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Suquamish pond earns national honor
SUQUAMISH The Suquamish Basket Marsh isnt finished helping kids learn, and apparently its not finished earning accolades, either.
The pond located at Suquamish Elementary which was designed and built by students, community volunteers, the school district, the Suquamish Tribe and plenty of others has won the Presidents Environmental Youth Award.
If enough money is raised, students will travel to Washington D.C. Oct. 18 to receive the honor.
Students will display an exhibit about the project in the International Trade Center, make Congressional stops and visit national monuments. The trip may even include a visit to the White House. School officials have been told that the White House portion of the trip is dependent on the state of world affairs.
Its great for our school, but great for the community, Suquamish principal Joe Davalos said of the basket marsh project. And it shows things you can do that arent the typical classroom stuff.
The pond project was started by teacher Jan Jackson. With the help of Jackson, students and community members, the muddy field located near the school was transformed into a 30-by-50-foot pond that includes native plants, a longhouse and a walking trail.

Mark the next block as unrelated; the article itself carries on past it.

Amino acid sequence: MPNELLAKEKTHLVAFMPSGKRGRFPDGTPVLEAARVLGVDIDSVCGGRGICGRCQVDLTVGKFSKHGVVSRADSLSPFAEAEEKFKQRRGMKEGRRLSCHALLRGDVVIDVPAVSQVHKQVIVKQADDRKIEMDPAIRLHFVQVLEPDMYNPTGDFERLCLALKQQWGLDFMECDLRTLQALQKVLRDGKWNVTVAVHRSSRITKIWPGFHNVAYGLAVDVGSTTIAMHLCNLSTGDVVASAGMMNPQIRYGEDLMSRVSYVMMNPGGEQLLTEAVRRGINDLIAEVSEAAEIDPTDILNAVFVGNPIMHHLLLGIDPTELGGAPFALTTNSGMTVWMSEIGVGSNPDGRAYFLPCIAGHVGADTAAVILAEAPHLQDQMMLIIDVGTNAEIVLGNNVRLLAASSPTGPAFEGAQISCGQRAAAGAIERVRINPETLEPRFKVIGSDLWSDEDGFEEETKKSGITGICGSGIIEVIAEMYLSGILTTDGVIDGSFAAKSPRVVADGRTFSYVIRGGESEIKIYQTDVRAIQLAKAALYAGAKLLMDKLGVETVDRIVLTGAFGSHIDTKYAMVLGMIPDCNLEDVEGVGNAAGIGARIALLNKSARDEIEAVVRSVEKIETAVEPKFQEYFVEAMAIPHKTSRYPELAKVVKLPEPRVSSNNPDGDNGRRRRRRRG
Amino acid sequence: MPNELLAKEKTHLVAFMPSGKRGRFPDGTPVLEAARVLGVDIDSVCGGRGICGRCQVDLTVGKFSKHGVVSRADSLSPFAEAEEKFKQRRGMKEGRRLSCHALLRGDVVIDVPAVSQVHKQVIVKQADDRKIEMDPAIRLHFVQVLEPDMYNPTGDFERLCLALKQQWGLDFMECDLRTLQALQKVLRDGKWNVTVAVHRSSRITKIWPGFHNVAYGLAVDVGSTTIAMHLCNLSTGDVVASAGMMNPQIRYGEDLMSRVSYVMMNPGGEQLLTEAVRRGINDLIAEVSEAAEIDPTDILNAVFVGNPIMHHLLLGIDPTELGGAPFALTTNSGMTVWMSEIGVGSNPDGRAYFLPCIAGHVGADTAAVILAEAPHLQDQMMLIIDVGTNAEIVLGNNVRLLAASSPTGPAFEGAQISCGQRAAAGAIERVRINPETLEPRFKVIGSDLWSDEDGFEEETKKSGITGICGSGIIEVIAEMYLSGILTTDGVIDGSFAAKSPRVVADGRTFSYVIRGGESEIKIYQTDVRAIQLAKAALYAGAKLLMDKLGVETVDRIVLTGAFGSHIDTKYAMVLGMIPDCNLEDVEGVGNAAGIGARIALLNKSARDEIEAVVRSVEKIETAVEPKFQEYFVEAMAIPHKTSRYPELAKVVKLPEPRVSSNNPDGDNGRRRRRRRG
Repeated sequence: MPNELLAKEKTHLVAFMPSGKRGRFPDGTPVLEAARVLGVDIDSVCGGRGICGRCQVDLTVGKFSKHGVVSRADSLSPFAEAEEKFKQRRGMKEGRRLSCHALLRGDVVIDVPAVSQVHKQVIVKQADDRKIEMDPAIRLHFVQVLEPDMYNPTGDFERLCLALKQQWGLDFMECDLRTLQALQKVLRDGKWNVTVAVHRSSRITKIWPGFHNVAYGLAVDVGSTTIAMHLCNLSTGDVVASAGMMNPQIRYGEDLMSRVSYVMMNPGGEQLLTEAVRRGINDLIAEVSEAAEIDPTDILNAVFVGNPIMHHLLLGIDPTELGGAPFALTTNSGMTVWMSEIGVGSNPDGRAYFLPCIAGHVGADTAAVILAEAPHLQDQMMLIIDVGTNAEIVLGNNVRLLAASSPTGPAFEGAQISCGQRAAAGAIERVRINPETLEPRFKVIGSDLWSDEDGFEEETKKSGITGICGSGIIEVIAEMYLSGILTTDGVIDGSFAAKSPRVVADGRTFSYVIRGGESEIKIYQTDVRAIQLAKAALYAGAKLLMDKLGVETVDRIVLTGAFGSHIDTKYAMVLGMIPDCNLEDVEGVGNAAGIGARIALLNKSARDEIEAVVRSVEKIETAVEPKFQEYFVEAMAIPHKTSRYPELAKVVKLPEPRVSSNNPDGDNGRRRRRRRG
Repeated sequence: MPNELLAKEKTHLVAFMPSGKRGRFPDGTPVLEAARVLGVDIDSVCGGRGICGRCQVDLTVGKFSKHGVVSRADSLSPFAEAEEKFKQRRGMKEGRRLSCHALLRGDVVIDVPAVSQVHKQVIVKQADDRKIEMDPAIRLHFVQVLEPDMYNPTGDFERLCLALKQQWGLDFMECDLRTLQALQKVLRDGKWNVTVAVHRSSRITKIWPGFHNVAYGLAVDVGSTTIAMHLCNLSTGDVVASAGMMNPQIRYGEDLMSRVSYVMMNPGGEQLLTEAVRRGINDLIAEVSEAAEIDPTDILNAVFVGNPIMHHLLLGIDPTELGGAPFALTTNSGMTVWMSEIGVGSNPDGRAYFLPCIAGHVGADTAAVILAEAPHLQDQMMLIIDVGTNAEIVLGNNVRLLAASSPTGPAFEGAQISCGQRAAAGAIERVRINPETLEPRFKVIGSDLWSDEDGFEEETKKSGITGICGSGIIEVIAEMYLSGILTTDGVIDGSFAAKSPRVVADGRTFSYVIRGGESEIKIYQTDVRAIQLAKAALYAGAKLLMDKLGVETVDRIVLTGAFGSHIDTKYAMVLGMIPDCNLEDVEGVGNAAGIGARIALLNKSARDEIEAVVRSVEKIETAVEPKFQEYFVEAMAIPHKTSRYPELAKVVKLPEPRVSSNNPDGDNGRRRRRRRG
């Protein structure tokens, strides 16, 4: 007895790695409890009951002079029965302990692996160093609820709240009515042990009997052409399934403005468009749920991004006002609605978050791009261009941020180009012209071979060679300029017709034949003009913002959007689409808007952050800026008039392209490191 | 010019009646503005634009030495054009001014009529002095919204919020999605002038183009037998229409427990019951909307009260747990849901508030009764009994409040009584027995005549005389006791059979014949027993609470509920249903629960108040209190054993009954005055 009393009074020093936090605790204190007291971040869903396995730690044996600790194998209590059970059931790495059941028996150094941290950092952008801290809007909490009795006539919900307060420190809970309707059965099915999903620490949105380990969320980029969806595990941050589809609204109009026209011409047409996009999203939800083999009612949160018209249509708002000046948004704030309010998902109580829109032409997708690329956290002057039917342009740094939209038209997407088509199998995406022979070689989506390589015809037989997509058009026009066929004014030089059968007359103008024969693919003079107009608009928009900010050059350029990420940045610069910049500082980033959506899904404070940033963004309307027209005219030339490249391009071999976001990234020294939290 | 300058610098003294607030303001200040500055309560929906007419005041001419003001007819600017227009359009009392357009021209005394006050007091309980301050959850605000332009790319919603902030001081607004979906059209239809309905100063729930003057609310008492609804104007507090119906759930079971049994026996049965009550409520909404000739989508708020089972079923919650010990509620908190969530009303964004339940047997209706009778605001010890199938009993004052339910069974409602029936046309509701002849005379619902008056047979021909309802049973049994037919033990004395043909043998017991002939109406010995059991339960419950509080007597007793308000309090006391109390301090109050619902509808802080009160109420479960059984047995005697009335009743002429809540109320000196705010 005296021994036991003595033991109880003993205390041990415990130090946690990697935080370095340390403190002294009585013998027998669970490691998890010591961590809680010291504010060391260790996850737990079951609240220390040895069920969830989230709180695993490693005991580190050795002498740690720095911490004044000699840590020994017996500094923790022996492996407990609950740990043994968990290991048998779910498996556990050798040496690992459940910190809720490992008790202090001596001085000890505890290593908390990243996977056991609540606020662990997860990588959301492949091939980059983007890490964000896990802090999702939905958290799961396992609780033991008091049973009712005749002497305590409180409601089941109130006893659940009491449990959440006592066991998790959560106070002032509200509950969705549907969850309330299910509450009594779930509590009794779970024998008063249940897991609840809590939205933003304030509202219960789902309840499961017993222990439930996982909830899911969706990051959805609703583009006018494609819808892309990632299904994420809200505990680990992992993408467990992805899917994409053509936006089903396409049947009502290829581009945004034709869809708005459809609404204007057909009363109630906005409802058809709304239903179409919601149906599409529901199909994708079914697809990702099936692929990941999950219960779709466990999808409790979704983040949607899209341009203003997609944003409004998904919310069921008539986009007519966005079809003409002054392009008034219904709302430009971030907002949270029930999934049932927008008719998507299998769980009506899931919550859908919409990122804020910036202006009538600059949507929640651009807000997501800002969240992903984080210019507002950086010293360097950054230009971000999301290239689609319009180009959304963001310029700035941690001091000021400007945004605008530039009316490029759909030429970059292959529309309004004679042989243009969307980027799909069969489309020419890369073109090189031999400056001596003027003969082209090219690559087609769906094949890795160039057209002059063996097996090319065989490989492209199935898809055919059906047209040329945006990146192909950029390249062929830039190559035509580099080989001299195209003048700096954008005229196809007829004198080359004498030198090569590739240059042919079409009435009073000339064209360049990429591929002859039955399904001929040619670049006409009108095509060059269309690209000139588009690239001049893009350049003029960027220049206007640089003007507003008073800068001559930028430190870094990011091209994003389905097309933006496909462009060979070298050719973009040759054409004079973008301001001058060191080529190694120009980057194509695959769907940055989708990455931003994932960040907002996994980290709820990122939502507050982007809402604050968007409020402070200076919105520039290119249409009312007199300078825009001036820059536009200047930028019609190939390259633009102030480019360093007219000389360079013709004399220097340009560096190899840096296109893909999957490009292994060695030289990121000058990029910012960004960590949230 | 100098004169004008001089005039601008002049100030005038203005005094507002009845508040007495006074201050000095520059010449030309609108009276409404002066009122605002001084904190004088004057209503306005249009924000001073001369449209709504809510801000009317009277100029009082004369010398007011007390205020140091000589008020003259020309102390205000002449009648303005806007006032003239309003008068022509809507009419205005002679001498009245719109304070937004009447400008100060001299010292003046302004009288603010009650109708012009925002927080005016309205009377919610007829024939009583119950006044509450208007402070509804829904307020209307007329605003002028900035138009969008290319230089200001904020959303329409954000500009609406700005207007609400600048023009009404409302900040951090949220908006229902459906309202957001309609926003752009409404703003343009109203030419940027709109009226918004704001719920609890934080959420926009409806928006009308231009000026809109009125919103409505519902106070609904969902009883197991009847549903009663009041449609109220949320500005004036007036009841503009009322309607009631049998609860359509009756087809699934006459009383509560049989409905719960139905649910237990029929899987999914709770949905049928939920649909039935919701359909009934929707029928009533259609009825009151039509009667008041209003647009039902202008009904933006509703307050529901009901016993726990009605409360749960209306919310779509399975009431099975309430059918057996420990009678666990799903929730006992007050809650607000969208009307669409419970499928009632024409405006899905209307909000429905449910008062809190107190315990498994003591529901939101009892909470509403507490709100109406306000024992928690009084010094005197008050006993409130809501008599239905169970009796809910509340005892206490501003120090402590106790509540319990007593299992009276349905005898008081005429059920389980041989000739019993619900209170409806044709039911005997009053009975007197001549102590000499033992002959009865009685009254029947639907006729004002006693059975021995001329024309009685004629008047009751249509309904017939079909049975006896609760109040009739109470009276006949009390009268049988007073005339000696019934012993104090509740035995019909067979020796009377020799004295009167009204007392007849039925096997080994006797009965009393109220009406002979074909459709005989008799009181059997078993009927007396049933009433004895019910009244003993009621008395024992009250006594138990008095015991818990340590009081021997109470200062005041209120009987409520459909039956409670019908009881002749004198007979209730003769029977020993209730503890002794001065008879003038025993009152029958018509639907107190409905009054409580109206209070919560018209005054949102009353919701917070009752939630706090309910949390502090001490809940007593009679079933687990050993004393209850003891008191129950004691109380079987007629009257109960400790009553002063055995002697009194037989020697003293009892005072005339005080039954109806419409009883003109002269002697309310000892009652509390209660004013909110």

Former Suquamish student Winona Sigo now a seventh grader at Kingston Junior High said she was excited to be part of the project.
We needed something that was a good classroom for kids to learn in. Outdoors is better than being stuck in a classroom all day, Sigo said.
The pond opened with a ceremony in May of 2002 and soon after earned several local honors, including a Kitsap County Environmental Award, an Outstanding Achievement in Youth Leadership award and honors from the Suquamish Tribe.
Its called a basket marsh because the native plants that are grown there were once used by local tribes to make baskets.
Ever since the opening, students have been using the space for environmental and scientific study, inspiration for creative writing and more.
Now they have one more reason to be proud.
This is great news, Jackson said, adding, Im just thrilled for all of the students.
The award includes paid expenses for two of the students to travel to Washington, D.C., but Jackson wants nine the maximum allowed to attend.
She said she believes about $3,000 is needed to make up the difference.
Donations and fund-raising events are being planned.